IT feds should distance projects from politics, panel members say

Career feds in the information technology community should carefully de-emphasize any partisan affiliations with their projects to avoid cancellation, according to members of a panel of former federal employees.

Marty Wagner, a former deputy commissioner of the General Services Administration and current Senior Fellow at the IBM Center for the Business of Government, said in the IT and contracting communities, the change is more subtle because projects are mostly at stake rather than jobs.

Wagner gave USA.gov as an example. The original iteration of the site, FirstGov.gov, was linked to the Clinton administration and might have been stopped when President Bush assumed office. The team behind the information portal chose to move the site's responsibilities under the CIO Council, and then convinced the current administration about the site’s benefits.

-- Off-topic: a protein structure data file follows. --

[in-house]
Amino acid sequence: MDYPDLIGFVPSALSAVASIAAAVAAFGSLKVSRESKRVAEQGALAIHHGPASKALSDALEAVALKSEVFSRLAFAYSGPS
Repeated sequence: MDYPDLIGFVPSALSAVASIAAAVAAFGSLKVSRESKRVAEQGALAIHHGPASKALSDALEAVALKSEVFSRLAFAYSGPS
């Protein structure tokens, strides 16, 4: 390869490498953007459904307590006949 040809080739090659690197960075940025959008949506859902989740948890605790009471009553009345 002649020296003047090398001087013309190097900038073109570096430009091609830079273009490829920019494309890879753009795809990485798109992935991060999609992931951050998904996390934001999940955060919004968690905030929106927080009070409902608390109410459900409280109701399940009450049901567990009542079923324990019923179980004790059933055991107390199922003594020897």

“These were people who recognized that something that’s too tied to an administration, you had to depoliticize it,” Wagner said. Members of the panel spoke at a March 12 ACT/IAC meeting in McLean, Va.

Although some panel members predicted the new president would move from spending on defense to domestic policy, they believed that IT spending wouldn’t significantly change when the chief executive takes the reins.

“You’ll see dips or constraints on spending on different areas,” said former Commerce Department Chief Information Officer Roger Baker. “There’s nothing interesting about IT infrastructure.”

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